This article is from
Journal of Creation 22(1):11–12, April 2008

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Dinosaur demise did not jump start mammal evolution


You have heard it said that the mammals were small and undiversified during the time of the dinosaurs, but then after the dinosaurs became extinct the mammals blossomed tremendously in an ‘adaptive radiation’. Robert Carroll writes: ‘The extinction of the dinosaurs left vacant a broad range of adaptive zones that were subsequently occupied by therian mammals.’1

Net mammal diversification rate according to the latest uniformitarian sources
Net mammal diversification rate according to the latest uniformitarian sources. Note little change through the Cretaceous/Tertiary boundary but diversity rates peak in Mid-Cretaceous and Miocene. (After Bininda-Emonds et al.,7 p. 510, figure 2b).

The notion of an adaptive radiation is considered to be based on the fossil record. However, the age distribution of fossils is partly based on circular reasoning.2-5 In other words, the finding of a dinosaur automatically places the rock containing the fossil into the Mesozoic, and mammalian fossils are always assumed to be Cenozoic. Similarly, the end of the Cretaceous is often defined as the last preserved dinosaur in a vertical sequence.6

A new article in Nature now claims that this evolutionary belief is a myth.7 Bininda-Emonds and others have constructed an evolutionary lineage of nearly all living mammals using DNA comparisons tied to fossil dates for the beginning of major lineages. They have called their results ‘supertrees’. The authors admit that using molecular data alone or fossil data alone sometimes gives conflicting results:

‘Molecular data and the fossil record can give conflicting views of the evolutionary past.’8

In the case of mammals, the fossil record favoured (or at least had favoured) an explosive increase in mammal diversification just after the Cretaceous/Tertiary (K/T) boundary, but the molecular data pushed most origins of the same orders back into the Late Cretaceous.8 The authors compiled a huge data set, and from the phylogenies they developed they were able to estimate diversification rates with time, all within the evolutionary paradigm of course.

Because their analysis is tied to the recent findings of many complex mammals in the Jurassic and Cretaceous,9,10 their diversity analysis showed an increase in diversity in the mid Cretaceous, 85 to 100 Ma, and in the early Eocene. In fact, nearly all the living orders of mammals had originated by 85 Ma.10 However, there was little or no change in diversity through the K/T boundary, as had been assumed for over 100 years. In fact, the few mammal groups that did diversify after the K/T boundary subsequently declined or died out.11 The graph leaves the evolutionists with a major question of mammal evolution:

‘What, then, was delaying the diversification of present-day mammals? Clearly, the priority is to identify why net rates of diversification remained low for so long after the major lineages became established.’11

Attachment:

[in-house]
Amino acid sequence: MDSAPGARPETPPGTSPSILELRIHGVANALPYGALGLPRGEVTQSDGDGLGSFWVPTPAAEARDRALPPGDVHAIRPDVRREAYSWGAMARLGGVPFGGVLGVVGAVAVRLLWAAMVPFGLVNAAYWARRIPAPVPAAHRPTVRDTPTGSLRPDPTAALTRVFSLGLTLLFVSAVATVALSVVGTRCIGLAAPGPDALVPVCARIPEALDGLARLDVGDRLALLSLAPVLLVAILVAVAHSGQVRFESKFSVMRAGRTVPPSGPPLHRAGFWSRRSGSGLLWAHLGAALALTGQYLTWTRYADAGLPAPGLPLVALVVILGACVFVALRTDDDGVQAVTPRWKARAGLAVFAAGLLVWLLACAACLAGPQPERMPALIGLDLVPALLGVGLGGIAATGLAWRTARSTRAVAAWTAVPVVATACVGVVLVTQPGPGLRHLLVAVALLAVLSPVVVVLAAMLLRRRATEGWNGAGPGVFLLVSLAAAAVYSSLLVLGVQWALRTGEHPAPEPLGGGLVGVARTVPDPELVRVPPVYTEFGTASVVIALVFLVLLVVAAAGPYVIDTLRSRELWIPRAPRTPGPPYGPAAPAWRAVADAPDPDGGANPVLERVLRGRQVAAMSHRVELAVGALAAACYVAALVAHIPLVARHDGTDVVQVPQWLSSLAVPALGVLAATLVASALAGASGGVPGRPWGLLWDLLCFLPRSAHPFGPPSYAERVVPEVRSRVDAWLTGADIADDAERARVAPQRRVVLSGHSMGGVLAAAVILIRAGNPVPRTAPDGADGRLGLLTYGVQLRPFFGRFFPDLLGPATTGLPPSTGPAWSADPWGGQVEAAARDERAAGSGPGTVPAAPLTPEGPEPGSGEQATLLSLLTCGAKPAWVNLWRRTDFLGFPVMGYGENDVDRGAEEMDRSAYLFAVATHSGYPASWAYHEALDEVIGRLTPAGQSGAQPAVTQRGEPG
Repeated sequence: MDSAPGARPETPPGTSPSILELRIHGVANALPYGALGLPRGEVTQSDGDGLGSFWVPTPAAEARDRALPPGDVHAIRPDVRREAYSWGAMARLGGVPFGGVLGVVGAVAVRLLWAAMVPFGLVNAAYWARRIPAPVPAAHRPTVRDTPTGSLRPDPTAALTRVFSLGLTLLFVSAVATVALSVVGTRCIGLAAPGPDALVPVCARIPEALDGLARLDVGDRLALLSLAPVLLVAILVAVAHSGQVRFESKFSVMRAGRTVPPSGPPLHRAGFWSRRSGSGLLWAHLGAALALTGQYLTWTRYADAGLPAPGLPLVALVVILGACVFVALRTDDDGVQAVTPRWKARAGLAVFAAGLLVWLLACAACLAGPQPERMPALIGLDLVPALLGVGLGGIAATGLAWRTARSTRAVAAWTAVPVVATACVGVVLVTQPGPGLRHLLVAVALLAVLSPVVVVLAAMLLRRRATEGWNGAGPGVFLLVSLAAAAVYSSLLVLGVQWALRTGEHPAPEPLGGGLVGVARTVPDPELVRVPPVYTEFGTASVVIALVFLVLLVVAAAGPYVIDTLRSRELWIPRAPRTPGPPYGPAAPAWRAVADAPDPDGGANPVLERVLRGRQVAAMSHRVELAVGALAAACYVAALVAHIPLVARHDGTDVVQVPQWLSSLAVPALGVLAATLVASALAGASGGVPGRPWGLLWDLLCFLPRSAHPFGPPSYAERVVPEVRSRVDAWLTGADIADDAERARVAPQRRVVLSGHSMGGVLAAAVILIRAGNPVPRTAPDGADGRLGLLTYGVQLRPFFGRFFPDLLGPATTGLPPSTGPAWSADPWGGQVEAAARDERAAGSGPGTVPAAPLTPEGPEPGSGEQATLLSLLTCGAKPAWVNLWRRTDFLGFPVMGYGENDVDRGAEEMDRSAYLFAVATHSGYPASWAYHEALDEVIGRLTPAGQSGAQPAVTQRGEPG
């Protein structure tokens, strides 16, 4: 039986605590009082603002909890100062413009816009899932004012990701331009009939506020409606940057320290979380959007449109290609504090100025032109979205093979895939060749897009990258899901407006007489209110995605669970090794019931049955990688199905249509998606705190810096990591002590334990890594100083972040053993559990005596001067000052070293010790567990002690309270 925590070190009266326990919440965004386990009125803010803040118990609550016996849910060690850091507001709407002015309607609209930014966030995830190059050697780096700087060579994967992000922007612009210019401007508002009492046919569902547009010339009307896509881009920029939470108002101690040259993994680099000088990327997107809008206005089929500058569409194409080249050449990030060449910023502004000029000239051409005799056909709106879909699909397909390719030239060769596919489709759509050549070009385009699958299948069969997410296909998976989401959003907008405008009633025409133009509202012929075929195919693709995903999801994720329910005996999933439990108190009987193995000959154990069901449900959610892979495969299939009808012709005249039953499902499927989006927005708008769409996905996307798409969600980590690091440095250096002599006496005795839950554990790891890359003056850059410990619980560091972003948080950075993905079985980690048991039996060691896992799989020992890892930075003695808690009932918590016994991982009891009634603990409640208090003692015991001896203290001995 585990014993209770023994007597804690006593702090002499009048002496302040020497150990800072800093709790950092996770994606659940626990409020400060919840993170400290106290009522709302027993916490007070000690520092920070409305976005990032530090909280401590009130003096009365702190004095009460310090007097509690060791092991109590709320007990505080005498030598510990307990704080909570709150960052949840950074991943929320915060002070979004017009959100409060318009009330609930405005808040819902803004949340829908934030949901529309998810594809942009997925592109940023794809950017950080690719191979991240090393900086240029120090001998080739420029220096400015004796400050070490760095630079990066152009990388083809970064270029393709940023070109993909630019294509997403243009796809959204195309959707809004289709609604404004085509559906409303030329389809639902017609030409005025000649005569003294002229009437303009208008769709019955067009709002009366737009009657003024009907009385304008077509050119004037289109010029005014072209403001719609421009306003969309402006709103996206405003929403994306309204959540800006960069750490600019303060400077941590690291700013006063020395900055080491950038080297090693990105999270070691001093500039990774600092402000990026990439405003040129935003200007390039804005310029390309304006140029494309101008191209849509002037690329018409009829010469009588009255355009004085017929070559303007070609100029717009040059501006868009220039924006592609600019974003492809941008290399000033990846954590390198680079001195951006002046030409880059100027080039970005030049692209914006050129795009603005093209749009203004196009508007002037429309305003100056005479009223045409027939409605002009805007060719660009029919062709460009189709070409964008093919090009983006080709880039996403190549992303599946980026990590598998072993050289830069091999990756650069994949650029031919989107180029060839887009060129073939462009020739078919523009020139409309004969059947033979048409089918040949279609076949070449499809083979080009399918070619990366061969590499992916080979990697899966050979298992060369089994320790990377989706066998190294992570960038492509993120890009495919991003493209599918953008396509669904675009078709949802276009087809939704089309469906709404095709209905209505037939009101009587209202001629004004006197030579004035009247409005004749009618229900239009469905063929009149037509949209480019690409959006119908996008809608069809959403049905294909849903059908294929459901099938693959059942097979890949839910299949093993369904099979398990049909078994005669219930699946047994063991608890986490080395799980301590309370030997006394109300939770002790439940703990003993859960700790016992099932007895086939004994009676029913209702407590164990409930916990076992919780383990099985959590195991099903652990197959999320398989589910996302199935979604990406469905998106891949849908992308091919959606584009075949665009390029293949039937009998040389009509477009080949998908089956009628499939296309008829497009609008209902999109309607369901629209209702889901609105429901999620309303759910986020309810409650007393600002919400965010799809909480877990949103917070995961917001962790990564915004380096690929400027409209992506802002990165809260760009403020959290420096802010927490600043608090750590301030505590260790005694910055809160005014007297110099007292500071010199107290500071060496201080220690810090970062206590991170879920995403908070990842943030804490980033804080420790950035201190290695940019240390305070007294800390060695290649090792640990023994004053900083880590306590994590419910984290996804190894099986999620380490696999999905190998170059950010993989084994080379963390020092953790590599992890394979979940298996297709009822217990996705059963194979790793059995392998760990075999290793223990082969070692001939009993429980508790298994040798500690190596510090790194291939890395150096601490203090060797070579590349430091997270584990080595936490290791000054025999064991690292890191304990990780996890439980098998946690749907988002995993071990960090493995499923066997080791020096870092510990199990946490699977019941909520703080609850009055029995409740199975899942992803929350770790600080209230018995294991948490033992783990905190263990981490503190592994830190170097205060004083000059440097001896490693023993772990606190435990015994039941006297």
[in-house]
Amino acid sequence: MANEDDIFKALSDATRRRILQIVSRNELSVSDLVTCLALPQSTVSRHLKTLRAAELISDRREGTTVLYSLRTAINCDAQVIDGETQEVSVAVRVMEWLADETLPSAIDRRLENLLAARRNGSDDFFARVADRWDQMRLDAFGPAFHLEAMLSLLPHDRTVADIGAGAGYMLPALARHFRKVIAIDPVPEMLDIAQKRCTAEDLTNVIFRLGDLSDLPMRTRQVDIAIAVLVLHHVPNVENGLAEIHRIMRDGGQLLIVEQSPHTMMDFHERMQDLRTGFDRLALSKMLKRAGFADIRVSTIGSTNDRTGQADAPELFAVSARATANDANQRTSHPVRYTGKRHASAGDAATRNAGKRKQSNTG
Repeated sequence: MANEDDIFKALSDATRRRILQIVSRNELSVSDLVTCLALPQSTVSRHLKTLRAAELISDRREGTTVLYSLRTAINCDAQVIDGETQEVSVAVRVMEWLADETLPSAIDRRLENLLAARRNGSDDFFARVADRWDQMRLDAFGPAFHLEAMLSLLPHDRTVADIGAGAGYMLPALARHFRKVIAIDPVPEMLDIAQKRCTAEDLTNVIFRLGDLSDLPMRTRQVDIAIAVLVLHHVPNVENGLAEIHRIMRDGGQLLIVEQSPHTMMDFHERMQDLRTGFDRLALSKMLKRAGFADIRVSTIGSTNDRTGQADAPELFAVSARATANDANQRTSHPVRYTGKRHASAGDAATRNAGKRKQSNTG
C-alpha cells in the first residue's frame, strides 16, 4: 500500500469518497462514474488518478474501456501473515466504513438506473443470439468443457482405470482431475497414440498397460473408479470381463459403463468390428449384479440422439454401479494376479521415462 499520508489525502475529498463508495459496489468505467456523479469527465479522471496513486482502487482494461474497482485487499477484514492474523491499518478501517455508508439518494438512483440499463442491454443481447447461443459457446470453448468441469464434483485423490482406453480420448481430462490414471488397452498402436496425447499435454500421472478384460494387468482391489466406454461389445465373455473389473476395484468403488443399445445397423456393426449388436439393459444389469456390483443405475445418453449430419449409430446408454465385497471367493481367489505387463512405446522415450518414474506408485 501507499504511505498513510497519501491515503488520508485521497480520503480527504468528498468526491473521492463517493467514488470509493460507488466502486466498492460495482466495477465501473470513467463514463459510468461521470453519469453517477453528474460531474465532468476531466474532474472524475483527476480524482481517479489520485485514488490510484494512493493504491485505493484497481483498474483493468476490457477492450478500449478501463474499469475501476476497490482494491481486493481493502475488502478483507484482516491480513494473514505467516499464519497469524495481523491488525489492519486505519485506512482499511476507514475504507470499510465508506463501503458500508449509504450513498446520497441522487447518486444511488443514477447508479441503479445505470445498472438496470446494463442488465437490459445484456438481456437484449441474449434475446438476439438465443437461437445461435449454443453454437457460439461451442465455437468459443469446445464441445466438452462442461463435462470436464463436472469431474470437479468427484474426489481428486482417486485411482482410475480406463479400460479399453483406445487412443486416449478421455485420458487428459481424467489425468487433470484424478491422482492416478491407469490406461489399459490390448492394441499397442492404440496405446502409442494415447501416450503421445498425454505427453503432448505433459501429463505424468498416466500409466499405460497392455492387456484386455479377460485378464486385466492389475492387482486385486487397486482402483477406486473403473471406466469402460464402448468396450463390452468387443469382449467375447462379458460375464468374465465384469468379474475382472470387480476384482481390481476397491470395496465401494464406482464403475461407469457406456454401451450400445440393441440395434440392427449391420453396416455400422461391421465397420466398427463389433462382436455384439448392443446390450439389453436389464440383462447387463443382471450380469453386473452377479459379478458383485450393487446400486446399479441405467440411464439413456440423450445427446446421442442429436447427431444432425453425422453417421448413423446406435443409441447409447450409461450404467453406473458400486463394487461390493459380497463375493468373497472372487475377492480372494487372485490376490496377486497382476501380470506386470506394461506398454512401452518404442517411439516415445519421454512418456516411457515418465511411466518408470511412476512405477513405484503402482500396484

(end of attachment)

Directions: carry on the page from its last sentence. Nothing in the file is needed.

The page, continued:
It is interesting that their diversification graphs show the mammal diversification rate increasing to a maximum in the Miocene and then rapidly dropping to zero today.11 This implies that there is no evolution occurring in living mammals today, nor has there been in the recent geological past. Such a change is what we would expect in the post-Flood world—any changes that do occur are just the shuffling of genes within kinds. Because there is diversification of mammals up until the very late Cenozoic, the graph implies that the Flood/post-Flood boundary is in the very late Cenozoic based on this parameter, since any significant diversification rate in the rock record would likely represent burial characteristics in the Genesis Flood. The Flood interpretation of the diversification graph reinforces other evidence that the Flood/post-Flood boundary is in the very latest Cenozoic.12-14

Posted on homepage: 18 December 2009


  1. Carroll, R.L., Vertebrate Paleontology and Evolution, W.H. Freeman and Company, New York, p. 449, 1988. Return to text.
  2. Oard, M.J., The extinction of the dinosaurs, Journal of Creation 11(2):137–154, 1997; pp. 148–149. Return to text.
  3. Oard, M.J., End-Mesozoic extinction of dinosaurs partly based on circular reasoning, Journal of Creation 15(2):6–7, 2001. Return to text.
  4. Oard, M.J., Paleocene dinosaurs and the reinforcement syndrome, Journal of Creation 17(3):5–8, 2003. Return to text.
  5. Oard, M.J., Is the demise of the dinosaurs by a Yucatán impact a myth? Journal of Creation 18(1):6–8, 2004. Return to text.
  6. Fastovsky, D.E. and D.B. Weishampel, The Evolution and Extinction of the Dinosaurs, Cambridge University Press, Cambridge, UK, p. 385, 1996. Return to text.
  7. Bininda-Emonds, O.R.P., Cardillo, M., Jones, K.E., MacPhee, R.D.E., Beck, R.M.D., Grenyer, R., Price, S.A., Vos, R.A., Gittleman, J.L. and Purvis, A., The delayed rise of present-day mammals, Nature 446:507–511, 2007. Return to text.
  8. Bininda-Edmonds et al., ref. 7, p. 507. Return to text.
  9. Oard, M.J., Jurassic mammals more surprisingly diverse, Journal of Creation 21(2):10–11, 2007. Return to text.
  10. Bininda-Edmonds et al., ref. 7, p. 508. Return to text.
  11. Bininda-Edmonds et al., ref. 7, p. 510. Return to text.
  12. Holt, R.D., Evidence for a late Cainozoic Flood/post-Flood boundary, Journal of Creation 10(1):128–167, 1996. Return to text.
  13. Oard, M.J., Where is the Flood/post-Flood boundary in the rock record? Journal of Creation 10(2):258–278. Return to text.
  14. Oard, M.J., Defining the Flood/post-Flood boundary in sedimentary rocks, Journal of Creation 21(1):98–110, 2007. Return to text.

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